Rebus is the star of the show, as you'd expect, though not in the eyes of several of the other characters, and his accomplice in detective discovery is again Siobhan Clarke, who more than once frets that she'd becoming too much like her mentor, for better or worse. Like Rebus, she finds it hard to leave well alone, or to work anything like the normal 9-5 hours. Her parents have a big part to play in the story too, being hippies from way back, people who want to protest at what the G8 are doing. Big Ger Cafferty returns as well, adding to the mix, stirring up trouble wherever he can, and there is a wide range of other characters, good, bad and devious. This is a classic Rankin, in which he uses his skill to paint a detailed picture of a city in siege while at the same time giving us a superb detective story. And better still, the murderer is someone who appears throughout the story but doesn't seem to be in the least likely to be a suspect until late in the book. This is in marked contrast to the most recent Rebus story, where the murderer seemed to be invisible for most of the time.
I listened to what I thought was almost all of the book, got up the next day intending to listen to the rest - about an hour and half's worth - came to the end of that and found that the book wasn't even half finished. We had a copy on the shelves that I'd never got round to reading - we also had the rest of the audio book on the laptop as it turned out, but it was in another different folder. So I was swamped for choice.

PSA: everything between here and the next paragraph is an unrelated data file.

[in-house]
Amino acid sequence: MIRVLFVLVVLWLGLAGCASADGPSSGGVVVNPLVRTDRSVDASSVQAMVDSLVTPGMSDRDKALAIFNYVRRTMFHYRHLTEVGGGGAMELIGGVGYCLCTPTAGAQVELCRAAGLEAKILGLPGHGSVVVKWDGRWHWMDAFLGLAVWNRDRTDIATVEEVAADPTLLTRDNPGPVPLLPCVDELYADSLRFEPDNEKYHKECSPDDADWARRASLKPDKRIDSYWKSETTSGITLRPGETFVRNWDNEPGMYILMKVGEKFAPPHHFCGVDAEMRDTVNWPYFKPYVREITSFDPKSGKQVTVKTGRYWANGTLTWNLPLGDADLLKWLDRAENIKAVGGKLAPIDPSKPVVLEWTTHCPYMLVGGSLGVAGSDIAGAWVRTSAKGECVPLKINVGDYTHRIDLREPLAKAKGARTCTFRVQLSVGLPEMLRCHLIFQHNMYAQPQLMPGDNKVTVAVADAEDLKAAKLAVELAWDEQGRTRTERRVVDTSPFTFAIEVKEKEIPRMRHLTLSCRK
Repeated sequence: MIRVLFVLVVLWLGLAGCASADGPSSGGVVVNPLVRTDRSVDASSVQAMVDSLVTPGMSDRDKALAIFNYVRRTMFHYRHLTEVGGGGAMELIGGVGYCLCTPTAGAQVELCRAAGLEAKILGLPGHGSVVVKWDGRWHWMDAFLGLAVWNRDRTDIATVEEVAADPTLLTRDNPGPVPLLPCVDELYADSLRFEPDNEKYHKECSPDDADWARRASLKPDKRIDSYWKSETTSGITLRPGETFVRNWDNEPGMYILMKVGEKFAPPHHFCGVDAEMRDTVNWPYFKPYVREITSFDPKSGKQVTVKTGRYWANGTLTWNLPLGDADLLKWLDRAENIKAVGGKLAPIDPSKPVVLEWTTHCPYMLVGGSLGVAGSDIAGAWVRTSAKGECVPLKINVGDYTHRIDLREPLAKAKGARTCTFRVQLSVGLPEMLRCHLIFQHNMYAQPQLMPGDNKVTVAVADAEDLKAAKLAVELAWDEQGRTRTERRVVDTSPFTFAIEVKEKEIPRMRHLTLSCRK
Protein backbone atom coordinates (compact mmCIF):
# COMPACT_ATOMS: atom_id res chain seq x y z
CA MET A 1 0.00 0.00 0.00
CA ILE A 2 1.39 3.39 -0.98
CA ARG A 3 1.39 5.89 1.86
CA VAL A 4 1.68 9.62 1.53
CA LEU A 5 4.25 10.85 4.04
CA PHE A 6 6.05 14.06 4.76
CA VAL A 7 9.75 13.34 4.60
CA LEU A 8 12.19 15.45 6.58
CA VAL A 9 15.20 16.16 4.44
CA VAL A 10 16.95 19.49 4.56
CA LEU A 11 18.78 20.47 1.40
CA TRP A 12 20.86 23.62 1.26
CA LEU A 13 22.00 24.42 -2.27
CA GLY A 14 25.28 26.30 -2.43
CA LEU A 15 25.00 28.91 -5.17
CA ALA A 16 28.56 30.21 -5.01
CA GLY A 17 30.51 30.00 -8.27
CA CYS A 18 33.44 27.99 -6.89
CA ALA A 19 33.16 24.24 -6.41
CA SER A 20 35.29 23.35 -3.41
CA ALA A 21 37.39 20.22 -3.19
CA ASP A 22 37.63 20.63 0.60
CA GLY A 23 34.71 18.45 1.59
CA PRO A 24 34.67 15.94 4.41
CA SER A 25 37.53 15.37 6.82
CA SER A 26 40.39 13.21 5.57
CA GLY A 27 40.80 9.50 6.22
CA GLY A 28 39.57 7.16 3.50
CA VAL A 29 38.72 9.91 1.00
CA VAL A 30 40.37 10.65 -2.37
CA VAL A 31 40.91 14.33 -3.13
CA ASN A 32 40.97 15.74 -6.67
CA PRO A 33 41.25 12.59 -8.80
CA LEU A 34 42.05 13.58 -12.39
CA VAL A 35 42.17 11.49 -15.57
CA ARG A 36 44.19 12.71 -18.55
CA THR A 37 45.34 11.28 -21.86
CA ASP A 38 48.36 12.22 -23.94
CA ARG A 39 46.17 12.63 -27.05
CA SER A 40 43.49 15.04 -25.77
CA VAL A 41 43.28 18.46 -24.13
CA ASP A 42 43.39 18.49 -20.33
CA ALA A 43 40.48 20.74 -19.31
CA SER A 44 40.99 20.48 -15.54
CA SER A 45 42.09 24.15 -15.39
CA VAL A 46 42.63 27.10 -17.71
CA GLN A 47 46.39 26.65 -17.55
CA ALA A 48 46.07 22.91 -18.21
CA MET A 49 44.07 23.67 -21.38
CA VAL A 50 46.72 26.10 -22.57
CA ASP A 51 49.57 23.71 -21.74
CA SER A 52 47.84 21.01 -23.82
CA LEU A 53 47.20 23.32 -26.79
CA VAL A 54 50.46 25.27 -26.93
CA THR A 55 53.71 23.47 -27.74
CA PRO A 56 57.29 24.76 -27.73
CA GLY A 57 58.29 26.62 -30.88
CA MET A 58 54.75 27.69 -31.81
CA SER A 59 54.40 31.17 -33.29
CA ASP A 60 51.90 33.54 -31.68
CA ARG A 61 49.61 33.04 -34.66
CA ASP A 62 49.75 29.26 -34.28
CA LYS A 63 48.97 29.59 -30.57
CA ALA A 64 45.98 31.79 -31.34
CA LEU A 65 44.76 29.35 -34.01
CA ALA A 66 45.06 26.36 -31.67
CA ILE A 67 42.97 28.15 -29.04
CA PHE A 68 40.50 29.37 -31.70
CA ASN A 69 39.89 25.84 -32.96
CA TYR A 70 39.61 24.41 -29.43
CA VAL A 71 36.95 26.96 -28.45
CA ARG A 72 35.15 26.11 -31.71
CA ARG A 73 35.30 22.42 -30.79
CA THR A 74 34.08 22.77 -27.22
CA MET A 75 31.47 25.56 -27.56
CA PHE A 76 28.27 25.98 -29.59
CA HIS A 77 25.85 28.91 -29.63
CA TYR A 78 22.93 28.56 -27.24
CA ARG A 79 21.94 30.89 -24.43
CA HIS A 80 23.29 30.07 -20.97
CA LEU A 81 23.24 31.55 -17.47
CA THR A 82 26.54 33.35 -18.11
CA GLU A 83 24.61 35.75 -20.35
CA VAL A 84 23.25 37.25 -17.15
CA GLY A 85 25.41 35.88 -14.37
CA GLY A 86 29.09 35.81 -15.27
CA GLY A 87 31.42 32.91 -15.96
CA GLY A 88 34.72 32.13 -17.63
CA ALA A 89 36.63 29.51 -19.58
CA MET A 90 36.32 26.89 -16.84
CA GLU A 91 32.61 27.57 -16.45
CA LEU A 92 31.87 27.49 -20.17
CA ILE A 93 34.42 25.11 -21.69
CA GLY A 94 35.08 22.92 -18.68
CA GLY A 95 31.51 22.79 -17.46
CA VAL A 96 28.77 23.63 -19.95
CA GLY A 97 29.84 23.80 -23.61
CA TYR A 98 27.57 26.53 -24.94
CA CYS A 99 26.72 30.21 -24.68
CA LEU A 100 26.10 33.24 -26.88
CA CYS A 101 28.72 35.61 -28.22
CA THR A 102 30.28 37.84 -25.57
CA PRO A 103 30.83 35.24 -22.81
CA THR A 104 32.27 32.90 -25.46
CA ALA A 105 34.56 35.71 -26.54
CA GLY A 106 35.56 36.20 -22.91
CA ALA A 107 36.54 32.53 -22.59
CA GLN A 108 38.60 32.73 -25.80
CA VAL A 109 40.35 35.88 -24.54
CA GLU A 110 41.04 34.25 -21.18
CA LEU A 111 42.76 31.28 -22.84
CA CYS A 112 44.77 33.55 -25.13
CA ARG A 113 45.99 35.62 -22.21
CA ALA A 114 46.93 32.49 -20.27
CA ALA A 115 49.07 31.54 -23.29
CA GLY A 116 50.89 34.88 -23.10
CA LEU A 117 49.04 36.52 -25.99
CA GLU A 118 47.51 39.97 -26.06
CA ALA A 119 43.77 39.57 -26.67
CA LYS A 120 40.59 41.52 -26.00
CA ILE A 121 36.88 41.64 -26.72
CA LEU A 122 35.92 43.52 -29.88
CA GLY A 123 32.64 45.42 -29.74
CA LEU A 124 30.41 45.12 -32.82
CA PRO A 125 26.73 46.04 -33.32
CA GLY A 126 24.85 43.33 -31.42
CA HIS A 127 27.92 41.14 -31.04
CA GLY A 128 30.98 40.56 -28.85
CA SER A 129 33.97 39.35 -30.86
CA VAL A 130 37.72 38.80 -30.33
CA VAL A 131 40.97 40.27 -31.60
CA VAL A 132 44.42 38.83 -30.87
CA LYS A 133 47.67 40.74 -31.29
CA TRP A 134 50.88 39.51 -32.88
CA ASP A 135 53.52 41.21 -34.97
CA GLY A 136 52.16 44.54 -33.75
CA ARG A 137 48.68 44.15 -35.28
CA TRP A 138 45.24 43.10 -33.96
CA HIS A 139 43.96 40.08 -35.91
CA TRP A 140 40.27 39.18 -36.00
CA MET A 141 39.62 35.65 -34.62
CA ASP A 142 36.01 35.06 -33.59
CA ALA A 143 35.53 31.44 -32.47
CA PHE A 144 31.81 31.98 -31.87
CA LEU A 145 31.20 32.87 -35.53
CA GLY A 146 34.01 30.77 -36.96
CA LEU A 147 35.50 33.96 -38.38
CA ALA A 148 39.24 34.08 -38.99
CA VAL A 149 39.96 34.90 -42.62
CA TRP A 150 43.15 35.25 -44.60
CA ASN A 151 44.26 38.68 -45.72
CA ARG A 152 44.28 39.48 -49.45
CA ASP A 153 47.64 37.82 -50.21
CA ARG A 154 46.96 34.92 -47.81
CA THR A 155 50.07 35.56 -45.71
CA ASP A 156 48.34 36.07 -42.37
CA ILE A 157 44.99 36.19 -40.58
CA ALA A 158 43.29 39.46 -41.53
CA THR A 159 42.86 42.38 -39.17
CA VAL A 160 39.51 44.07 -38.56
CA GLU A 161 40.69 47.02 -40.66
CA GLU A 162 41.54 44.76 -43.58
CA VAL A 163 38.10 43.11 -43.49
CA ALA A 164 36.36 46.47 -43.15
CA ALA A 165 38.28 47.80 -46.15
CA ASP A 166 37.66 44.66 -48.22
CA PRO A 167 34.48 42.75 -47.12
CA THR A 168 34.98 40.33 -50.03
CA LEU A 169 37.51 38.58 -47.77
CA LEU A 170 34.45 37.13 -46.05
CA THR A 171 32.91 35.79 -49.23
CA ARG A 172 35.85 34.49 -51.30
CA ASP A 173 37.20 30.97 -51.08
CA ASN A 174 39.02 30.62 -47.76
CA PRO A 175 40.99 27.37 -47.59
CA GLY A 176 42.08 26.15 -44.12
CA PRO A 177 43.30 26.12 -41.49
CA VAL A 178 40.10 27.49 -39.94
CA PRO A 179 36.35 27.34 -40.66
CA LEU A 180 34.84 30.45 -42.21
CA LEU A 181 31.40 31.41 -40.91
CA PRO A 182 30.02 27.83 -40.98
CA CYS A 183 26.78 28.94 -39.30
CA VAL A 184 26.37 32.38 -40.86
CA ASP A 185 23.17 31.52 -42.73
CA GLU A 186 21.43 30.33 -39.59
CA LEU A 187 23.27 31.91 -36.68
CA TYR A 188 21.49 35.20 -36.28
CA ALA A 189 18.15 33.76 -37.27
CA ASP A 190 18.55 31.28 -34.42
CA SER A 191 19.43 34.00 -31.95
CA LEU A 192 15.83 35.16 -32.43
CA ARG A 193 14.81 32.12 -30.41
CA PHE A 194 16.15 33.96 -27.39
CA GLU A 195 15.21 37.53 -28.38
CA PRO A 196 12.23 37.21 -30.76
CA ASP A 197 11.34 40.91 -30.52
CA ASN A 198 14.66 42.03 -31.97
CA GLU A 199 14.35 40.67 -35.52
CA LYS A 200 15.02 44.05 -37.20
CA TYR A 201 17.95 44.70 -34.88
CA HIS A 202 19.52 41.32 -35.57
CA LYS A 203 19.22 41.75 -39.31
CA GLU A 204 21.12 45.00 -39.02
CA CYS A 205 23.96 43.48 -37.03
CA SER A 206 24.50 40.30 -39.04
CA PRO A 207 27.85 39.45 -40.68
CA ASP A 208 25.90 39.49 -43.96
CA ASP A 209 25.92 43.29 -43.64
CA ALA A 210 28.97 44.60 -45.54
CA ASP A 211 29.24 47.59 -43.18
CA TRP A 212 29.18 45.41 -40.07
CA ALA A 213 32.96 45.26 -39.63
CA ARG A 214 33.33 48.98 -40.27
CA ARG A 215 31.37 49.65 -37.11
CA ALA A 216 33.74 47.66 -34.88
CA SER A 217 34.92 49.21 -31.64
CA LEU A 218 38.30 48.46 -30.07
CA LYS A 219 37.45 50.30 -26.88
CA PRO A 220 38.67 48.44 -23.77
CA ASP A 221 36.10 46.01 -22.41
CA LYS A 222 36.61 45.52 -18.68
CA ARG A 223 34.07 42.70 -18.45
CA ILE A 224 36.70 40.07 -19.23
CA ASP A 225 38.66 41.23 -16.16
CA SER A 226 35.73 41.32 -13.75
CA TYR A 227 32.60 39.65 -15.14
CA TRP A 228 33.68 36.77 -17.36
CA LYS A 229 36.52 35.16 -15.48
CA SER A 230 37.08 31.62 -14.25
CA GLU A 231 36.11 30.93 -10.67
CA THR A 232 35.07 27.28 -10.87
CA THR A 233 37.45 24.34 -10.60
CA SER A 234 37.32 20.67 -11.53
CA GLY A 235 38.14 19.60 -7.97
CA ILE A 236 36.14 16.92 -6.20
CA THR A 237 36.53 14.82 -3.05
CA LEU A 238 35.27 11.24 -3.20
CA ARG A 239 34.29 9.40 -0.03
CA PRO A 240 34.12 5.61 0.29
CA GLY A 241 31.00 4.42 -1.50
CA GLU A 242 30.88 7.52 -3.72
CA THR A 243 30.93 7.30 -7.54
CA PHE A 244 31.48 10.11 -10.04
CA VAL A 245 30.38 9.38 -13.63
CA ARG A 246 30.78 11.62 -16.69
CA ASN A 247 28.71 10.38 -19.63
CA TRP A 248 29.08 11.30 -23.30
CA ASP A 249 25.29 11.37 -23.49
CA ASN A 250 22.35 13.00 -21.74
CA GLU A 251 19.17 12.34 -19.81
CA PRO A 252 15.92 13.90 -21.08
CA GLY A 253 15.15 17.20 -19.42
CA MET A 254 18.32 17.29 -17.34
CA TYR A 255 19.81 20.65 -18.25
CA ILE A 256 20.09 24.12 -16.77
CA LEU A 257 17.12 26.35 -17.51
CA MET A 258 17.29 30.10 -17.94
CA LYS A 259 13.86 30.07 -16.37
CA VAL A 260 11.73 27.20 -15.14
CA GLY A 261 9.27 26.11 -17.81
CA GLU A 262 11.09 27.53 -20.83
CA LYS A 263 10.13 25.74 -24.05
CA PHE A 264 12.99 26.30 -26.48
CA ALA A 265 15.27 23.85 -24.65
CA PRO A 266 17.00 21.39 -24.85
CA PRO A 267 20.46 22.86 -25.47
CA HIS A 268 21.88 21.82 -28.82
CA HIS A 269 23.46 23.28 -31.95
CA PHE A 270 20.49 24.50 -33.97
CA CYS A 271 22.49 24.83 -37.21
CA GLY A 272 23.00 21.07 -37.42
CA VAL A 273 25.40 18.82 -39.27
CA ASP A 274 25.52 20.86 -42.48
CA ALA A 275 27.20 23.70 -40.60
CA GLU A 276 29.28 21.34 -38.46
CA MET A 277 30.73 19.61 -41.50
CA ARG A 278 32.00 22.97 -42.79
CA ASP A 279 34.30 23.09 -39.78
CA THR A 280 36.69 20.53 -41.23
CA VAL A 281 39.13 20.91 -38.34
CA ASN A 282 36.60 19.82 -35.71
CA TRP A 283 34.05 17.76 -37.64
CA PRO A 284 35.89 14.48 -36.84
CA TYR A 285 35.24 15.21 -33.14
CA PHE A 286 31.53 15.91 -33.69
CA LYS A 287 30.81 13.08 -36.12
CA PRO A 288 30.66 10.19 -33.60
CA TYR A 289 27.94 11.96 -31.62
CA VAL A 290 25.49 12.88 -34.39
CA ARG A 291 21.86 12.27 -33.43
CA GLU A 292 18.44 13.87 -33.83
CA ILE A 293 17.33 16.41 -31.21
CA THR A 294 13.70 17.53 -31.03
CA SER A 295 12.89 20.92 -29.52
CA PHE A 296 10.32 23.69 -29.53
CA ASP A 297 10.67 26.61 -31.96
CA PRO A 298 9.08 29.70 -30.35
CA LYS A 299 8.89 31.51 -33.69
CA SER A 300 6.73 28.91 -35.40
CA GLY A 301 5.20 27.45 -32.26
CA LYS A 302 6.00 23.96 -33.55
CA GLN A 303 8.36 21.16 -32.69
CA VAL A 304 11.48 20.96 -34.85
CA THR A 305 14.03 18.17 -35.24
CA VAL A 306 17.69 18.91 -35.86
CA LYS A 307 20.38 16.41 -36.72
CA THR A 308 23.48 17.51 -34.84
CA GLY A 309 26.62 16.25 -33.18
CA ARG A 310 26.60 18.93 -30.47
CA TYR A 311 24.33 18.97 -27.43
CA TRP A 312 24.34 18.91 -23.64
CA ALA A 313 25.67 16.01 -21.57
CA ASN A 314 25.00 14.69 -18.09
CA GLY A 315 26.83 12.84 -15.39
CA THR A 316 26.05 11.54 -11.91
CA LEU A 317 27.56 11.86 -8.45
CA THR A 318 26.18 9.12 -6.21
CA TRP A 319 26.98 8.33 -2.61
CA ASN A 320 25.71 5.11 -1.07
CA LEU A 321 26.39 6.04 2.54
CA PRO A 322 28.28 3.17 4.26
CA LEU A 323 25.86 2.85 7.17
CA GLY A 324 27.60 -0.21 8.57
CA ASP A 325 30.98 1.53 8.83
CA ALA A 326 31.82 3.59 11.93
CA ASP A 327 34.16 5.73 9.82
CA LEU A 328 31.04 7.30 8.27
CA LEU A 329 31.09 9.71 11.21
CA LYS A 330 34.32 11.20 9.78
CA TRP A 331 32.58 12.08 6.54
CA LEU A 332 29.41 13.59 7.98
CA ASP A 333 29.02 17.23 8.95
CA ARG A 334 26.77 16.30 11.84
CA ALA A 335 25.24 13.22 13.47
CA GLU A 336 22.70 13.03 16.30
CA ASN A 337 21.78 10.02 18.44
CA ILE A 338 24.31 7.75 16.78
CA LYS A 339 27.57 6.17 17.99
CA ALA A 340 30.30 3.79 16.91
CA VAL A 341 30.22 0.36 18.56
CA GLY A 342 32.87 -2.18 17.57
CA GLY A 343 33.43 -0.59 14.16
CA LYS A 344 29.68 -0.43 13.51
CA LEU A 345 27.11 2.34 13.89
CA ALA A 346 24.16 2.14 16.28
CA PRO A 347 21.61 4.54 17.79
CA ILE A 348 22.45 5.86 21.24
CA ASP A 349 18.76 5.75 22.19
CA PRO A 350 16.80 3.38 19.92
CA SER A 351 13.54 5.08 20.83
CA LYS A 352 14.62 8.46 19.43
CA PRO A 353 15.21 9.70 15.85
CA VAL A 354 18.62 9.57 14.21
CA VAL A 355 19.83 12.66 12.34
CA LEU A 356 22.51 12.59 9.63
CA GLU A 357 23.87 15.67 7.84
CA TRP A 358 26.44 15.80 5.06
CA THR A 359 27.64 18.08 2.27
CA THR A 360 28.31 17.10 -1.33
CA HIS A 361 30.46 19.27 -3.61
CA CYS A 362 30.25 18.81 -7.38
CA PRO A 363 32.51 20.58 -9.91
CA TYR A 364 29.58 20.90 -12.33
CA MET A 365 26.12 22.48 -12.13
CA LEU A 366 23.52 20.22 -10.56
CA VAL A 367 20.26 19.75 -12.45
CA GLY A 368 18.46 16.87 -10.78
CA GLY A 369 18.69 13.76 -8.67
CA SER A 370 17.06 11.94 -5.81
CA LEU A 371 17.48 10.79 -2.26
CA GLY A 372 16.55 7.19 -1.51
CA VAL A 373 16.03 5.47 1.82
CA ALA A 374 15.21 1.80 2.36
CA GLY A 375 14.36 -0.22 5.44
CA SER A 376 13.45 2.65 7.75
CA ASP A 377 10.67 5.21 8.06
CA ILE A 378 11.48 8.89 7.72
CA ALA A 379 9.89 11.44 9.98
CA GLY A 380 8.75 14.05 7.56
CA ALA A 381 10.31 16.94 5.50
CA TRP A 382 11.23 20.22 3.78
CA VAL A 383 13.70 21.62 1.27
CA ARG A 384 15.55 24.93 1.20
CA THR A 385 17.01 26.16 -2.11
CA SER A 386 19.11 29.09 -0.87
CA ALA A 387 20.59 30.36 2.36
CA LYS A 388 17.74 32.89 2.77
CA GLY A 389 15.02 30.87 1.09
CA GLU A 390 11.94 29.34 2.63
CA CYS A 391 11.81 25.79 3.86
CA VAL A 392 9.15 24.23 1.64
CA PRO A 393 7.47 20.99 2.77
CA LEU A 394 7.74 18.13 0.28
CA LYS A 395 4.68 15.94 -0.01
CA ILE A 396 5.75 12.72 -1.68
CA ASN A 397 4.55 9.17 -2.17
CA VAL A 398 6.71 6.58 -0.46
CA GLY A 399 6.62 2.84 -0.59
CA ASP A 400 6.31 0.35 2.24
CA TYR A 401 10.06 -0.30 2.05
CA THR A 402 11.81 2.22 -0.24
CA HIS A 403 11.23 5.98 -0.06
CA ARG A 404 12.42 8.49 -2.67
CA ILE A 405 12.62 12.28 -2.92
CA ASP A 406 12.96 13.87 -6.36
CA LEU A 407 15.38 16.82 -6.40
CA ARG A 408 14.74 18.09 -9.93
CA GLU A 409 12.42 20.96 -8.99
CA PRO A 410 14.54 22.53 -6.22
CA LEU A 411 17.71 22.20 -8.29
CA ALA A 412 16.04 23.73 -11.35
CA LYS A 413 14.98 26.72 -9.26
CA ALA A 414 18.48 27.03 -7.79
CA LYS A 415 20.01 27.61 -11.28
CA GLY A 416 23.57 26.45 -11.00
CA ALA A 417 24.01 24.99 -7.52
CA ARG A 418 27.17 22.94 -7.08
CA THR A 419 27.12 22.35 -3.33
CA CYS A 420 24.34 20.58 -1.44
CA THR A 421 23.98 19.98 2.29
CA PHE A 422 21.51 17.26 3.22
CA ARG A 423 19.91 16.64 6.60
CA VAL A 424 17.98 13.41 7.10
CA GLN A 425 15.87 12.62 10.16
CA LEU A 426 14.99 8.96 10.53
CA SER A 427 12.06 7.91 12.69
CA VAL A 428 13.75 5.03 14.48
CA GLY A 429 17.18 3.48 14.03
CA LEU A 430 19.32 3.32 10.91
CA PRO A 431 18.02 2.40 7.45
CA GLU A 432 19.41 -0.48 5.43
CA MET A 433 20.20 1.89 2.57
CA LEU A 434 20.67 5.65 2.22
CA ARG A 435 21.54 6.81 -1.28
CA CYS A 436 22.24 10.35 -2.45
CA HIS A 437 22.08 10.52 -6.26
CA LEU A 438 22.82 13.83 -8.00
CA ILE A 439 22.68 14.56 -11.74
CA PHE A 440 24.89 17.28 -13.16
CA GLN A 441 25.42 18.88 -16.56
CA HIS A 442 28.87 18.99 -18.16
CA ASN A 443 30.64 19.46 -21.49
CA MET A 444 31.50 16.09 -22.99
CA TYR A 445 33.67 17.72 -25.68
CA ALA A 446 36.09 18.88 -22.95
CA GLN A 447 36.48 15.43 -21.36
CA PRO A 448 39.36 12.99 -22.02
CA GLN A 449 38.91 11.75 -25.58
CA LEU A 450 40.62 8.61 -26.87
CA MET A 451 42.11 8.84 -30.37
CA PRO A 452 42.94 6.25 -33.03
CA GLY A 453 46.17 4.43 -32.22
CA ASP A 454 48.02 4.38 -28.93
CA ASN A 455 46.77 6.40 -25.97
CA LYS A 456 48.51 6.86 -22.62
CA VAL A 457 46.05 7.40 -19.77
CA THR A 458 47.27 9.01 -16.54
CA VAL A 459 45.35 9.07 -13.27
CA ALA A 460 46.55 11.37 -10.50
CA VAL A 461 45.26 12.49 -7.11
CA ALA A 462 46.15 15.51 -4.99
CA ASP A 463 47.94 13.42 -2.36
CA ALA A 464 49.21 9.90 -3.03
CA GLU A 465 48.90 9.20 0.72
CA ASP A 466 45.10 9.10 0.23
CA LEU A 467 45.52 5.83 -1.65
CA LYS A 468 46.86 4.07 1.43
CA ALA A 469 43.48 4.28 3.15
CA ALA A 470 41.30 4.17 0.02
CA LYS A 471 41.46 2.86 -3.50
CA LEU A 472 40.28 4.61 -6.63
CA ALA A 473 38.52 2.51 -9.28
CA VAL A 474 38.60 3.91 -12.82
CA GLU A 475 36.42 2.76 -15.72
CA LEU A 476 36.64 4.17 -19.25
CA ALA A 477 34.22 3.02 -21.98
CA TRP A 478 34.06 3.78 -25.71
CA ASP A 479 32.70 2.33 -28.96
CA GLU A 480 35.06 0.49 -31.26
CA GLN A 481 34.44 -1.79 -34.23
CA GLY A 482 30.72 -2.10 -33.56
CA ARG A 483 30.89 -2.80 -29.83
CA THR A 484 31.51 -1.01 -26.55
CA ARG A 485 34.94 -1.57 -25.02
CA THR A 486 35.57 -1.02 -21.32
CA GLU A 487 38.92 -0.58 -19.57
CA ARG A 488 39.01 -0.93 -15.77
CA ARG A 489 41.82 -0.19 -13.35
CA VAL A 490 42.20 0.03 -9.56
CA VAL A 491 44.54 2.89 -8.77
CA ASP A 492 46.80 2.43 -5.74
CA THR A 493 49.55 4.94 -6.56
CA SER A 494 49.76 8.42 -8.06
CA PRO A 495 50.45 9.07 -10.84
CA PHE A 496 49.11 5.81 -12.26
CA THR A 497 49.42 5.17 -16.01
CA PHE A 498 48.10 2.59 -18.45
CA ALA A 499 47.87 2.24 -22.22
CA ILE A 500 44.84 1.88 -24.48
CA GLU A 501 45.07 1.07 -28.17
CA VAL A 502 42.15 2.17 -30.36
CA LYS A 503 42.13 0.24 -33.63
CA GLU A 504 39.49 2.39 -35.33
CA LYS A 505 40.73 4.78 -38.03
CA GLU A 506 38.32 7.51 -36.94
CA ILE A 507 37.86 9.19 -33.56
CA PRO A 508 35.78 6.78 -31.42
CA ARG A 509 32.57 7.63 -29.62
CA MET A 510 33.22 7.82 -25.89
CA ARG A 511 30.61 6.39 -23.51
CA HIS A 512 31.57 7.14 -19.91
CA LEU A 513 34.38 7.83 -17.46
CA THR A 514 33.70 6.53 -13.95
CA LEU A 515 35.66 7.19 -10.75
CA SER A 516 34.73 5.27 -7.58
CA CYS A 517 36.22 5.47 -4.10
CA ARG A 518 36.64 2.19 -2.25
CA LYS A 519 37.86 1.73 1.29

|Scottish actor, Tom Cotcher|
Watchmen is one of Rankin's one-off stories. As far as I know the characters don't appear in any other book. It's a curious piece about a kind of behind-the-scenes department that's dealing with espionage and such, but the characters in the story seem as much intent on double-crossing their colleagues as attending to their proper business. It's set in both London and Ireland, and the main character is as unlike Rebus as you can imagine. A desk-job man, essentially, but forced out into the field, and forced to find courage and initiative he wasn't always aware he had. He does share with Rebus a certain amount of lack of respect for authority, and a difficulty with his marriage and his student son (though he fares better than Rebus in both these areas), but otherwise he's his own man.